For example, From at least 1955 until 1962, two distinct trim levels of pillarless hardtops were offered: 210 and Bel Air (1955-57), Bel Air and Impala from 1958-62 (remember, the sought after '62 Bel Air "Bubbletop" hardtop, with the Impala getting the new "formal roof" designed and advertized as having the "look of a convertible, but in steel". Caprice began as a "formal roof" hardtop in 1966, after Chevy'd been blindsided by the introduction of the "quieter than a Rolls Royce LTD from Ford in 1965; but Chevy continued to offer an Impala hardtop for a long time after that, and Impala also was produced in both Impala and Impala SS trim levels.

Biscuitbuilder1
  • Member since
    January, 2007
  • From: Ontario, Canada
Posted by brewsterg6 on Wednesday, March 05, 2008 9:51 PM
QUOTE: Originally posted by biscuitbuilder1

QUOTE: Originally posted by brewsterg6

One thing to remember is that for some of the years, a new name came as an upgrade on certain body styles only... for example, in 1958 the Impala, as stated, was 'top dog'... but only available as a hard top and convertible, leaving the Bel air line as the top sedan. For '59 the Impala spread to cover the entire model line, leaving the Bel air as the clear cut second line, and the Biscayne as the Bottom.( the Delray was a one year '58 only) The Belair got it's start this same way in 1950, as a single model hard top only, not spreading to the entire top line until '53. The same occured with the introduction of the Caprice in '65 and the reintoduction of the Impala SS in the ninties.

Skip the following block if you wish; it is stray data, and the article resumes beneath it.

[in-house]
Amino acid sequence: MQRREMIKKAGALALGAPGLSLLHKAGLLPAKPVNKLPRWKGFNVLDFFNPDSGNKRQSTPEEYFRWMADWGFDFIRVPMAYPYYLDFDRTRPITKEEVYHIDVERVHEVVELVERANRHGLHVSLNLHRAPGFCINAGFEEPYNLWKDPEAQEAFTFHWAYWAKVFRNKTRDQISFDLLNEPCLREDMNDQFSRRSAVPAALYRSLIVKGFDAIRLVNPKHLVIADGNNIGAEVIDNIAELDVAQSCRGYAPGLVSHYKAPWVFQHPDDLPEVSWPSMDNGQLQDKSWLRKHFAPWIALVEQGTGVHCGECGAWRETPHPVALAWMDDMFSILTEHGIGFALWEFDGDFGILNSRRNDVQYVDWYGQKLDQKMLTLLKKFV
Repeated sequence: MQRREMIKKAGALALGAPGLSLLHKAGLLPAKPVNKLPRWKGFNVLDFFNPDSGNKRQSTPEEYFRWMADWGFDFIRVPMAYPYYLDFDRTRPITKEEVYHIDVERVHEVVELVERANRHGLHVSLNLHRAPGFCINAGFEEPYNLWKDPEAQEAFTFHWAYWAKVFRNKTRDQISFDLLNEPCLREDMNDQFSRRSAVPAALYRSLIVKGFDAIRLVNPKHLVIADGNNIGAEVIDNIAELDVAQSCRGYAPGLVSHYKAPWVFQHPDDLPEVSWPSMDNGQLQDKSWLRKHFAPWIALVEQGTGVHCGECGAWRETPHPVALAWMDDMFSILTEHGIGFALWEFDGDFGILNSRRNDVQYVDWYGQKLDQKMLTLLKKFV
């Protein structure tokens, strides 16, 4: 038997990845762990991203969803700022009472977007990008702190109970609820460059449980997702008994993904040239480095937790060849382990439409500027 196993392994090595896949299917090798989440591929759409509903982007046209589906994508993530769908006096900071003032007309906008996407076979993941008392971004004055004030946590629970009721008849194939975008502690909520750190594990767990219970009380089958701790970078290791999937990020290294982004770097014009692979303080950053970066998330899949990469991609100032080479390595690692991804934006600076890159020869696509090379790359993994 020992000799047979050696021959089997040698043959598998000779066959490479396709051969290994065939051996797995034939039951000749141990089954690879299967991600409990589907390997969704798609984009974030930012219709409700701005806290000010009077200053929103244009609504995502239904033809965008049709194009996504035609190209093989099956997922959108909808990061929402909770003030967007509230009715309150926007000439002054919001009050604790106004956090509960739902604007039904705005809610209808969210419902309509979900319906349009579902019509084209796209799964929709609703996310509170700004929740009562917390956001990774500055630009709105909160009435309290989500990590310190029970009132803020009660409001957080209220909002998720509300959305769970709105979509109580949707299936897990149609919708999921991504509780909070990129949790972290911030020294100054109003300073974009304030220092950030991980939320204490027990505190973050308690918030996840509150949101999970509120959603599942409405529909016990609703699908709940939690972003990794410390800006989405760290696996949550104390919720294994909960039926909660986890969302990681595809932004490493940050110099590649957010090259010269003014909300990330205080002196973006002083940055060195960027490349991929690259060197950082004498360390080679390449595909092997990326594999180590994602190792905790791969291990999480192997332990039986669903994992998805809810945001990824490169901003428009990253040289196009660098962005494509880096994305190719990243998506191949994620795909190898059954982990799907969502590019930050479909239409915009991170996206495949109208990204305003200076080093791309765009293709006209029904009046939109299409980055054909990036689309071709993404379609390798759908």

Correction: Delray was introduced in 1956 as a luxury model sedan, 2 or 4dr (see the Revell '56 Delray 2dr sedan), and continued as such for 1957. For 1958, Delray was bumped to the bottom of the line, and Biscayne was introduced as Chevrolet's luxury model 2 and 4 door sedan models. Delray was dropped as a model name after 1958, and Biscayne became the low-end model from then through 1972.

Biscuitbuilder1

Was a '58 Belair sedan not above a Biscayne??

"Those accustomed to the finest... find it in Chevrolet"! ~ 1951 Chevrolet Advertising

On the desk...1953 Chevrolet Bel Air Hardtop and 1931 Chevrolet Landau Phaeton, 1932 Chevrolet Pheaton

  • Member since
    May, 2008
Posted by Anonymous on Wednesday, March 05, 2008 11:55 PM
QUOTE: Originally posted by brewsterg6

QUOTE: Originally posted by biscuitbuilder1